Vitamin D is a great part of proper nutrition, but this great pregnancy nutrient has so many other functions in the body. Vitamin D’s role is fundamentally calcium maintenance; in this role it maintains the healthy calcium levels in your bones. When pregnant, vitamin D may work in a similar fashion. However, this specific vitamin also touches hundreds of diverse genes and to affect multiple areas of wellbeing.
The research surrounding vitamin D is expanding day by day, and recently the American Academy of Dermatology has updated their recommendations to caution the public not to not getting sufficient vitamin D. Vitamin D insufficiency is where you do not have the optimal amount of vitamin D circulating in your body, but are not identifiably deficient in the nutrient. In reference to their new guidelines, the American Academy of Dermatology’s new guidance is as follows:
“The vitamin D position statement supports the Academy’s long-held conviction on safe ways to get this important vitamin – through a healthy diet which incorporates foods naturally rich in vitamin D, vitamin D-fortified foods and beverages, and vitamin D supplements,” said David Pariser, president of the American Academy of Dermatology.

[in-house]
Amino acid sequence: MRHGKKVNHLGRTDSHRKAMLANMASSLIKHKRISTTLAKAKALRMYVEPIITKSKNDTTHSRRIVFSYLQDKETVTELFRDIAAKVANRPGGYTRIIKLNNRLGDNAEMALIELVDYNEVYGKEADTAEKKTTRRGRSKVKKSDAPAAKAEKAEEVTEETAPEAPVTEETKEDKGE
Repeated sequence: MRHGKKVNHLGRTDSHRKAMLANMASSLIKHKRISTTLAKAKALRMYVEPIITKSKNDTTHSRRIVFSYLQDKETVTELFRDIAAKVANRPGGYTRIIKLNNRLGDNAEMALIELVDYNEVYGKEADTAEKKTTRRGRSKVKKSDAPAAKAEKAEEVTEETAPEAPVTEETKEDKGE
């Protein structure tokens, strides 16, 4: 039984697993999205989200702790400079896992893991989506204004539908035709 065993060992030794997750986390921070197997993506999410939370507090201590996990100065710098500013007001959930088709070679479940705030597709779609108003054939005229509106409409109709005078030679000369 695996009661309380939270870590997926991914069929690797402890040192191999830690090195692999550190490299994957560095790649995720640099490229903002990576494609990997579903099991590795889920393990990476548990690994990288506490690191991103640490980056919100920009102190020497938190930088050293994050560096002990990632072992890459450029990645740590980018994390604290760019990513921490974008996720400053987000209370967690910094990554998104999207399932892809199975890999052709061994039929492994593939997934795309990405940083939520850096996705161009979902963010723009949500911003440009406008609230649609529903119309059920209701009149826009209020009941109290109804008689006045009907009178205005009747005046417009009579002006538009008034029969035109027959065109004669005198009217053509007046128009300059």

“The updated recommendation for individuals who practice daily sun protection acknowledges that while protecting the skin from the damaging rays of the sun is important, so is maintaining adequate vitamin D levels. Concern about vitamin D should not lead people to forego sun protection, but rather prompt a conversation with their physician about how to ensure adequate and safe vitamin D intake while guarding against skin cancer.”
Does this alter the guidance on vitamin D and pregnancy? Not specifically. You should still get acceptable sun exposure to manufacture the vitamin and attain the rest through a healthy and balanced diet. Supplementation may help as well.
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